The night came, and the sisters rode off to the ball,
being mean enough to taunt Cinderella at the ‘last
moment because she was not going too.

The poor girl-went to her chimney-corner, and could
not help weeping as she sat there, thinking about her
sisters’ cruelty.’ Suddenly her godmother, who was a
Fairy, appeared before her and asked her why she wept.

‘T wish—I-wish—” said Cinderella, with a sob, but
she could not say a word more.

“You wish to go to the ball—is not that it?” said
the Fairy.

“Ah, yes,” said the poor child, and she began to
sob afresh.

‘Well, be a good girl, aud you shall go,” said the
Fairy.

She touched Cinderella’s dingy gown and it was
changed in an instant into a beautiful ball-dress. Then

she gave her a pair of slippers, the prettiest ever seen.
They were made of glass, but were soft as silk, and












CINDERELLA AT THE PALACE.
GLEN DASREEOE LE Ak

fitted her exactly. The Fairy then took a pumpkin,
scooped it out, and touched it with her wand, and it
became a splendid coach. Next she went to the mouse-
trap, and finding six live mice in it, she touched them
too, with her wand, and turned them into six-dashing
horses... Then.she made a coachman.out of a great
fat, and three: footmen out of lizards.from the garden.

» She now made the happy’ girl get into the coach and
drive off to. the ball, but sheftold her -at starting that
She must not fail. to. leave the ‘palace. before twelve
o'clock, for at that hour her. fine dress. would turn again
to rags, and her. coachiand horses and servants to
what they had been in the first,place. |

There was great stir at the palace when Cinderella’s
splendid coach drove up. The Lord High Chamberlain
helped her to alight, and sescorted her himself into
the ball-room. Tce he presented her to the Prince,
the King’s only son, and he at once claimed her hand
for the next dance. Every. one present was struck with
her beauty, and with the richness of her dress, and
the elegance of her dancing.. Even her proud sisters
could not help but admire her, little thinking who she
was, and they were. poe that she took notice
of them. ae A

As forthe Rance. ine fost: his heart to Cinderella
completely. » He danced with her every. time, and kept
by her side the whole evening... + ° os oA

Cinderella was so happy ee it was no ec that
CINDERELLA:

she took little heed of how the hours were passing, and
quite forgot her godmother's warning until she heard
the see begin to ‘strike twelve. She was sitting beside
the Prince, and she jumped up from her seat, rushed
across the room, and flew down Stairs.

The Prince ran after her, but could not overtake her.
The only trace of her was one of her glass slippers,
which had fallen off in her flight. The Prince picked
it up, and declared .in* the; jpresence of the whole court,
that if he could:find: ‘the,owner he would marry her.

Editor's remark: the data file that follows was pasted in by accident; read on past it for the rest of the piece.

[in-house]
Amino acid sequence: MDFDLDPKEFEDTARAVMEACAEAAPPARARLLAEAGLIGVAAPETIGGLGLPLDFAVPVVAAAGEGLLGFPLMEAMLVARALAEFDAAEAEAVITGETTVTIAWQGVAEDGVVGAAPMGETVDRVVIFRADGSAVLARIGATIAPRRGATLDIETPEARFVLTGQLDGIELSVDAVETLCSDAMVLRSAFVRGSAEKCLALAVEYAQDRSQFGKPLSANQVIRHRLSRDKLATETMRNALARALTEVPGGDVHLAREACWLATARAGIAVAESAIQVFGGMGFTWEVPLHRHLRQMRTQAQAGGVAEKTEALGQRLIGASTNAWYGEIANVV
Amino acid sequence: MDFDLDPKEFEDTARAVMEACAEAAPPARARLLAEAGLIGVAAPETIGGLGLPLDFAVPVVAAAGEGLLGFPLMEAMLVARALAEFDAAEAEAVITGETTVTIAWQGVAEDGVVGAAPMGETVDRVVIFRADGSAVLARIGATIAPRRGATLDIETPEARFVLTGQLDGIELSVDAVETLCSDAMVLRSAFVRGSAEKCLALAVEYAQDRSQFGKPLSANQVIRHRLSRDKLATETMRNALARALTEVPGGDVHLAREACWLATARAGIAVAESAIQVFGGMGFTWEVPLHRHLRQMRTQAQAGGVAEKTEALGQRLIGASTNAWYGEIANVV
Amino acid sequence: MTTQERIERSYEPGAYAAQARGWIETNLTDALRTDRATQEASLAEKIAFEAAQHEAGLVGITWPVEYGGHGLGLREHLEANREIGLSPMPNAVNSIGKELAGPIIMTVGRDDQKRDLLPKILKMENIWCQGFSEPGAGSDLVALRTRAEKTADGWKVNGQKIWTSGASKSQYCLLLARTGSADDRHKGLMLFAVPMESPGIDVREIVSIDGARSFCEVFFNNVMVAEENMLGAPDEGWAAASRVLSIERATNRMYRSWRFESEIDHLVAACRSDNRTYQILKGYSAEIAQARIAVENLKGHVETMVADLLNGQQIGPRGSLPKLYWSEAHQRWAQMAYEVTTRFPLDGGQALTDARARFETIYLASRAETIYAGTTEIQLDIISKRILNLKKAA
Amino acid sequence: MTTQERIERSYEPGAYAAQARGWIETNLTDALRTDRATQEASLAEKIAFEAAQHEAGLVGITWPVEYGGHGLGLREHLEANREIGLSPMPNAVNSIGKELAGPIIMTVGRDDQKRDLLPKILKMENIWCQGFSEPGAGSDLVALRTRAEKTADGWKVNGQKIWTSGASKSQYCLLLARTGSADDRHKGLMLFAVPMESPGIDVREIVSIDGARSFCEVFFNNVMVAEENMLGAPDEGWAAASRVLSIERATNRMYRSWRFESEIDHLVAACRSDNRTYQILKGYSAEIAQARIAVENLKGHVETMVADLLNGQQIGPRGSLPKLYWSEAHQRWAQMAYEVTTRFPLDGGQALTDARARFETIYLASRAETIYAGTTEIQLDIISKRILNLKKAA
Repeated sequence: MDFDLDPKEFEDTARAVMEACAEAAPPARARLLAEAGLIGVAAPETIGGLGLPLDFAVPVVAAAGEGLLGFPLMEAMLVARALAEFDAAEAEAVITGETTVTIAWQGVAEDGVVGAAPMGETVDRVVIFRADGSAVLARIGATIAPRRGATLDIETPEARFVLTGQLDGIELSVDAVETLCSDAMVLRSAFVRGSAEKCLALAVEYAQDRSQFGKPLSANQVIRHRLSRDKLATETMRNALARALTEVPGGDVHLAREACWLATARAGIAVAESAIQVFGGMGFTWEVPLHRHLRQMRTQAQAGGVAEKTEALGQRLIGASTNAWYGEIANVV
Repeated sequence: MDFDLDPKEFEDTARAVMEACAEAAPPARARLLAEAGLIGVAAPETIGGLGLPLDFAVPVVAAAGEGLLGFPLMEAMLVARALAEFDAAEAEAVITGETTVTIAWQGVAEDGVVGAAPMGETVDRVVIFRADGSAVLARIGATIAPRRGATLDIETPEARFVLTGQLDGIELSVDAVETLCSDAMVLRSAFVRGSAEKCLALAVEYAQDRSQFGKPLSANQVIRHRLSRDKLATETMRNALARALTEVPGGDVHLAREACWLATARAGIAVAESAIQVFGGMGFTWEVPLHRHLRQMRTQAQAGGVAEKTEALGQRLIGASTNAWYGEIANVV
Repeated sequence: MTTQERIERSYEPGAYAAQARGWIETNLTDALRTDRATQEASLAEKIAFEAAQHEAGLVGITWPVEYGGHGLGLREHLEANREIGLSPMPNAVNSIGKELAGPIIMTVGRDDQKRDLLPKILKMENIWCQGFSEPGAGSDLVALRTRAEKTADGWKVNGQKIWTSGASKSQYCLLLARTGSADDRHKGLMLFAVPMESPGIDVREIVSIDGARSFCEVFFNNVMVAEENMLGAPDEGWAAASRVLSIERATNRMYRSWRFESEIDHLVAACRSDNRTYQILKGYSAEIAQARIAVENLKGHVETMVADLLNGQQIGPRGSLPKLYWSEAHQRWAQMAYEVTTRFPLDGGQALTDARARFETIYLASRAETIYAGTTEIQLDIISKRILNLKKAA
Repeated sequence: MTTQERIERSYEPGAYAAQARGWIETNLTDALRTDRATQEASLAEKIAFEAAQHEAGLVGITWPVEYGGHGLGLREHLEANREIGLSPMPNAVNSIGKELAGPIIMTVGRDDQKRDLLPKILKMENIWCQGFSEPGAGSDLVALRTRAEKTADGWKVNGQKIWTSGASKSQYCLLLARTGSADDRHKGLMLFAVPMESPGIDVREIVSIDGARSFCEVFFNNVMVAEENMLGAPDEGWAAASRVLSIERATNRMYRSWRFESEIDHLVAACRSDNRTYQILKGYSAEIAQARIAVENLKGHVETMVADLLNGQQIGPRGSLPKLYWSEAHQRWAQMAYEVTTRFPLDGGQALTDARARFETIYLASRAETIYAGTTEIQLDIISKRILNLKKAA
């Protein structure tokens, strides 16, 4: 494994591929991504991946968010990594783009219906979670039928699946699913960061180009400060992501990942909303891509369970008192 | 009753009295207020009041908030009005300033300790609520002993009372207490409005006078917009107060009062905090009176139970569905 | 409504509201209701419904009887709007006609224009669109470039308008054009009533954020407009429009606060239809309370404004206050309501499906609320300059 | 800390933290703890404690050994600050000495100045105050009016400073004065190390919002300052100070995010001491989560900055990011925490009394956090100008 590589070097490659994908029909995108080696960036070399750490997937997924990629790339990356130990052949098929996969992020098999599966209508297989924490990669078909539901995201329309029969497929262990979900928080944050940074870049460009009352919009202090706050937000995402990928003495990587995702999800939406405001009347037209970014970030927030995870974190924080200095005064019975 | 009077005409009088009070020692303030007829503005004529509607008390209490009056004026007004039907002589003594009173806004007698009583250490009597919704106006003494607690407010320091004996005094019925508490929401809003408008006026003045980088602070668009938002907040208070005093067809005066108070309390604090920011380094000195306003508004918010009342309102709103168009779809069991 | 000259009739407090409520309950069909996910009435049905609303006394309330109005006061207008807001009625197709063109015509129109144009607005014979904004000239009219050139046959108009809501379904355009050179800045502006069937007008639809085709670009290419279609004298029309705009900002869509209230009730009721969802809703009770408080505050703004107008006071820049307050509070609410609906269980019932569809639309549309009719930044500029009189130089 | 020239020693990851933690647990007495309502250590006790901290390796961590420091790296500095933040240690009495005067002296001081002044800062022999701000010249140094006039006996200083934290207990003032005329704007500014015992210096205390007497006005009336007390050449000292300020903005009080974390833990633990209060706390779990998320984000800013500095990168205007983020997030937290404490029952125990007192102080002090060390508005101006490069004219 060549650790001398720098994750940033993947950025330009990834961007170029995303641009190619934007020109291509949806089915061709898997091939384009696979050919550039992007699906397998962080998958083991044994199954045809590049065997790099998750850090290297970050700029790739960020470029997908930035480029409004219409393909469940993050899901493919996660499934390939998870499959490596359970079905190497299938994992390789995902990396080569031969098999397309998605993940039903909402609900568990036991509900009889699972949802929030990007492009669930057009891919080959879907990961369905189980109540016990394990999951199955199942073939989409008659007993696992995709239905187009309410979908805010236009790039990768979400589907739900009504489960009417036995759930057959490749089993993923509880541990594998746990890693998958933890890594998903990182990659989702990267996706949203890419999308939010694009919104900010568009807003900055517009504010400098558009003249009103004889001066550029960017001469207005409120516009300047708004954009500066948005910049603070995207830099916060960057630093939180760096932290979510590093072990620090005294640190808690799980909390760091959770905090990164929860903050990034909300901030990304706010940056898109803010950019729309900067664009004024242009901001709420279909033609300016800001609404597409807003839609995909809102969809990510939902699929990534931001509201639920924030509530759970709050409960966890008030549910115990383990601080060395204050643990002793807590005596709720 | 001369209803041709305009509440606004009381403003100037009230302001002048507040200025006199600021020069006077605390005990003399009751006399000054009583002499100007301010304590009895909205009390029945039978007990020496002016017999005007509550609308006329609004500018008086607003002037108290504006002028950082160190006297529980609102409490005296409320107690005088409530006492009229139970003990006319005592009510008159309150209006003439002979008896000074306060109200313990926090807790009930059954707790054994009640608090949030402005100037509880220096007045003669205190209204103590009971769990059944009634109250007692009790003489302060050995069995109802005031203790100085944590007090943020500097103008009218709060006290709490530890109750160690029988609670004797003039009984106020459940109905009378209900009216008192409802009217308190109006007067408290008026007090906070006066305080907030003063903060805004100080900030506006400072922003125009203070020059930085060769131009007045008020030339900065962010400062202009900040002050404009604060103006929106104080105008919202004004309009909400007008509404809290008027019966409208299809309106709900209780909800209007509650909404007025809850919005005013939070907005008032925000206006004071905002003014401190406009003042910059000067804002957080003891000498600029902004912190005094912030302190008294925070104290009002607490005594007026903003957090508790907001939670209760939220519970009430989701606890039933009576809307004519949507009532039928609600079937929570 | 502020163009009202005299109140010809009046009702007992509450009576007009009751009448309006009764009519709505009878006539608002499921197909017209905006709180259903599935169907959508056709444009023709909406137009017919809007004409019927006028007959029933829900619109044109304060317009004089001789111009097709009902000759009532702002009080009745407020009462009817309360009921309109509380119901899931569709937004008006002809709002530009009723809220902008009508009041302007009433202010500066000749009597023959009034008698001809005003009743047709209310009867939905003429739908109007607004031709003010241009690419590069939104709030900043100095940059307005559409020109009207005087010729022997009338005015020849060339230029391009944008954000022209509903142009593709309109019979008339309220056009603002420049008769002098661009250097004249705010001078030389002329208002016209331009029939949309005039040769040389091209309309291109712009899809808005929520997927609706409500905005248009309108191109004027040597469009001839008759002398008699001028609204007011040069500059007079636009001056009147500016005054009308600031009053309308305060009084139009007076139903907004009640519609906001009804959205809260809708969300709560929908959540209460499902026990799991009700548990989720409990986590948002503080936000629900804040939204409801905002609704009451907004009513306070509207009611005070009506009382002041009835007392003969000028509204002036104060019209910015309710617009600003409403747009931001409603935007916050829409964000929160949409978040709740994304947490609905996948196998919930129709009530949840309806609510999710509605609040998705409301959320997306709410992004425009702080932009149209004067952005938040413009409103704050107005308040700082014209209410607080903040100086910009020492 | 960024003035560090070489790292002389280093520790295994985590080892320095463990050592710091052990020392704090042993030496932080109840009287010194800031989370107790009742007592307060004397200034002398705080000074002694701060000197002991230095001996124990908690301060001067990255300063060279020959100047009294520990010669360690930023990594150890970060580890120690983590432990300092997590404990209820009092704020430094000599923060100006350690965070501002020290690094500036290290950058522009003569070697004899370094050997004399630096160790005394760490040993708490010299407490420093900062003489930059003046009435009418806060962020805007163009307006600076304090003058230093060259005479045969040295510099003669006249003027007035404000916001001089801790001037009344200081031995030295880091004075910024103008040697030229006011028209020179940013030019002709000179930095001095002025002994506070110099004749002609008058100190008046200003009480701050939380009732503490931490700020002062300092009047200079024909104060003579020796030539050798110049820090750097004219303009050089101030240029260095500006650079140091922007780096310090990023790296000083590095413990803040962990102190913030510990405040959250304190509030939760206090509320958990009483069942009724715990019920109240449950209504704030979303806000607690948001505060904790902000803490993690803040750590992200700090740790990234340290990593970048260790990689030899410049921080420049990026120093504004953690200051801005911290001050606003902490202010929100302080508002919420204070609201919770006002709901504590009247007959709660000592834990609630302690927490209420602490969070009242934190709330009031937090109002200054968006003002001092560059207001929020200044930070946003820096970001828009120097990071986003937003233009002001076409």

Cinderella had to reach: homeron: foot, and had none
of her finery left except,the other glass slipper.

: The} next May: the Prince. sent out a herald, with
orders to stop’at every house, so that every lady might
try on, the slipper he had picked up... When the herald
came.:to the home of Cinderella’s sisters, they tried
very hard .to pution the slipper, but. it was much too
small for, either, of, them.
sb . Then Cinderella’s turn came, and: great was the dis-
may of her: sisters when they saw’that.the slipper went
onieasily,. and; fitted toga one at once drew
other foot, ands ihe every one ee that she must be
indeed the beautiful lady of the ball-room.. To put
an end to all doubt, the Fairy godmother at that mo-
ment appeared, and touching Cinderella’s clothes with
her wand, changed them again into handsome robes of
satin and lace. ;
4
4
| <
oa
4
cc
Ss
|=
‘10
ao
i
b
i
ic
4
eo
n

CINDERELLA’


CINDERELLA’.

ahem s-sisters -were
sorry enough now that
they had treated Cin-
derella so harshly, and
fearing that she might
seize the chance to pay
them back, they fell at
her feet to beg her par-
don. Cinderella was
too kind-hearted to re-
fuse, and she bade them
rise, assuring them that
she would forget what
vas past if they would
only love her.

The herald set off to
bear to the Prince the a
happy news that the slipper’s owner had been found.
A royal escort was sent to bring Cinderella’ to ‘the
palace, where the Prince received her with great’ joy.
She consented to become his wife, and the wedding
was soon celebrated with the greatest splendor. |

Cinderella made hosts of: friends, and she and the:
Prince lived -happily together for many years, and
among all the treasures of the royal palace there was
nothing quite so precious as

CINDERELLA'S GLASS SLIPPER.




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2